Fire officials start safety tour of N.S. buildings
Nova Scotia fire inspectors will visit every multi-unit building in the province in an effort to enhance public safety.
Rick Fraser, Cape Breton Regional Municipality's manager of building services, said inspectors have already started in Cape Breton.
"Hotels, motels, apartment buildings over three rental units, also boarding rooms and B&Bs will all be inspected," he said. "Our goal and concern is to protect the lives of individuals that use these properties."Inspectors will focus on fire exits, smoke detectors, fire alarms and sprinkler systems in larger buildings. They will also check that both tenants and landlords have a fire safety plan.
A list of any shortcomings will be delivered to the owner, along with a timeline within which they must have the repairs completed.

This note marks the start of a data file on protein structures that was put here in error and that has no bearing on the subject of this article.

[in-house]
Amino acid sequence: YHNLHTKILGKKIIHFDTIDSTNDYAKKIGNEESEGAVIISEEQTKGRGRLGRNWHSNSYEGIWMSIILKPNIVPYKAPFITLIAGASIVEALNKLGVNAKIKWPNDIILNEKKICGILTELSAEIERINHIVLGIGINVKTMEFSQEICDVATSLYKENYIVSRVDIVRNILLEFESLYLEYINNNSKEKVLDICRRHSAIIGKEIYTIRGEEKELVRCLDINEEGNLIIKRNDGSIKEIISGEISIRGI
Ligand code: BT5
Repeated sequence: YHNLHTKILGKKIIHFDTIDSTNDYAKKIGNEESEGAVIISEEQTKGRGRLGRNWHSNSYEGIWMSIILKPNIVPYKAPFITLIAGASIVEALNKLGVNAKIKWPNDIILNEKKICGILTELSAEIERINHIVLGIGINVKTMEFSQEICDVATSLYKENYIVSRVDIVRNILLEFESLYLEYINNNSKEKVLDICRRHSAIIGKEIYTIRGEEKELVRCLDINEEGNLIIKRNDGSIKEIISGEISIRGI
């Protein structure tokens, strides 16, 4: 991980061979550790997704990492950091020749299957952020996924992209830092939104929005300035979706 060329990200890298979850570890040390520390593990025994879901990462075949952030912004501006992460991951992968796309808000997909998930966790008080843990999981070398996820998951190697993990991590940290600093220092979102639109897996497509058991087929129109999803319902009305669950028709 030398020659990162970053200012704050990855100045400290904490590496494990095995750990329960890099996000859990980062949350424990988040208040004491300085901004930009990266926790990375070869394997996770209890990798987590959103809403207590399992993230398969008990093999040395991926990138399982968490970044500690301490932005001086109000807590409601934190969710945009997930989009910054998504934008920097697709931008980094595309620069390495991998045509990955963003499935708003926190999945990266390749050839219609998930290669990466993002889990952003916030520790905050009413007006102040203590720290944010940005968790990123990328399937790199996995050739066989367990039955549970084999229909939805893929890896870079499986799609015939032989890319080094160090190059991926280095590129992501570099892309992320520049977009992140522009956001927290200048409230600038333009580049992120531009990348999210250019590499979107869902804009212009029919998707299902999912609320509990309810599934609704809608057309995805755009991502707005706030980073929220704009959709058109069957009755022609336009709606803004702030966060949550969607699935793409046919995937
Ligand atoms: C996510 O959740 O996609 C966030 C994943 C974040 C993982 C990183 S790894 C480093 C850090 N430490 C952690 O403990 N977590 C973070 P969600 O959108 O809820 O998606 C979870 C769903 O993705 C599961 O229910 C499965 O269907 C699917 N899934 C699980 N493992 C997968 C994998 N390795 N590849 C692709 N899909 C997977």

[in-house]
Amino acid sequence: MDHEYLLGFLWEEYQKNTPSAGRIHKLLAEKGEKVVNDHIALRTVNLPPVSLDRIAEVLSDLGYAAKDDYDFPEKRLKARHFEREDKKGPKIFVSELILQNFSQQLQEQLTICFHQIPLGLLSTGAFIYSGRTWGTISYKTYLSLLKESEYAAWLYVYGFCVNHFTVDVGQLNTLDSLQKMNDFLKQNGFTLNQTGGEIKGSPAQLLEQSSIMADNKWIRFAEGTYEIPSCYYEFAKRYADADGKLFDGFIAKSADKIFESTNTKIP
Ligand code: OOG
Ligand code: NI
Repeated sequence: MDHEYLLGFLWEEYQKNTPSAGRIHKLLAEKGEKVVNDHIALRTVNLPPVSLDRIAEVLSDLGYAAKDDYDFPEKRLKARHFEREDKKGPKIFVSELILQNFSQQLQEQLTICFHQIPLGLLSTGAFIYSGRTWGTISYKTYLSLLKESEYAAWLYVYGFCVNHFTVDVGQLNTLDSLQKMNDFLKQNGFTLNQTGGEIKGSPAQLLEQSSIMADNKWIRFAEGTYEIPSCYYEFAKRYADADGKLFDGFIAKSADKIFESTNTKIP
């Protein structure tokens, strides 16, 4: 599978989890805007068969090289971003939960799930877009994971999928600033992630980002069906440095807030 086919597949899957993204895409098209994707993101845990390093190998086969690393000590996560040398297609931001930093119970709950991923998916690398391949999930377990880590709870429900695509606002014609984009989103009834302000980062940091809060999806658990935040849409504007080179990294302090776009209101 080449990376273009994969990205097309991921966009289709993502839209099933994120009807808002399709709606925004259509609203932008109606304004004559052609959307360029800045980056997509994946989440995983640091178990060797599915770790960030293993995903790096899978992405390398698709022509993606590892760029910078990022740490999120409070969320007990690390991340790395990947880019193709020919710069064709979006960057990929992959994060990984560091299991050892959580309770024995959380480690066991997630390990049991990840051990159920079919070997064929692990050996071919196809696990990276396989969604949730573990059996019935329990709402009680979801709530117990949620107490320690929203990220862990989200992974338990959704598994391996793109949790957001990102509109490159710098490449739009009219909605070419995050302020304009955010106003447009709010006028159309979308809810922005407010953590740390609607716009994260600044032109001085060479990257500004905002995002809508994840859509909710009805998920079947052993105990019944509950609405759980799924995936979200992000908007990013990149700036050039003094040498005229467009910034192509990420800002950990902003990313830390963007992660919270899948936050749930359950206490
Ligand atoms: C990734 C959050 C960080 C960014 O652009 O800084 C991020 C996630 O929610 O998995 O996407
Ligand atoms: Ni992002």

Too little notice
Priscilla Lotherington of the Property Investment Owners Association of Nova Scotia questioned the timeline.
"By the time you hire a contractor and get a building permit and then maybe an engineer drawing, the 30-day timeline the city has given you has run out," she said.
She said owners need more information on fire safety codes and more time to fix any problems. She said some owners were struggling already with rising oil bills, electricity, taxes and water costs.
"With all those added costs, most landlords are not even making money. There's no room to put the rents up," Lotherington said.
"If they get hit with a $10,000 improvement on their property that they would have to deal with in a month or two, a lot of them won't make it."
Fraser said safety would have to trump finances. "We will be working with the landlords and the owners of these properties, but I have to point out we are talking about fire safety issues here," he said.
It will take inspectors up to five years to complete the work.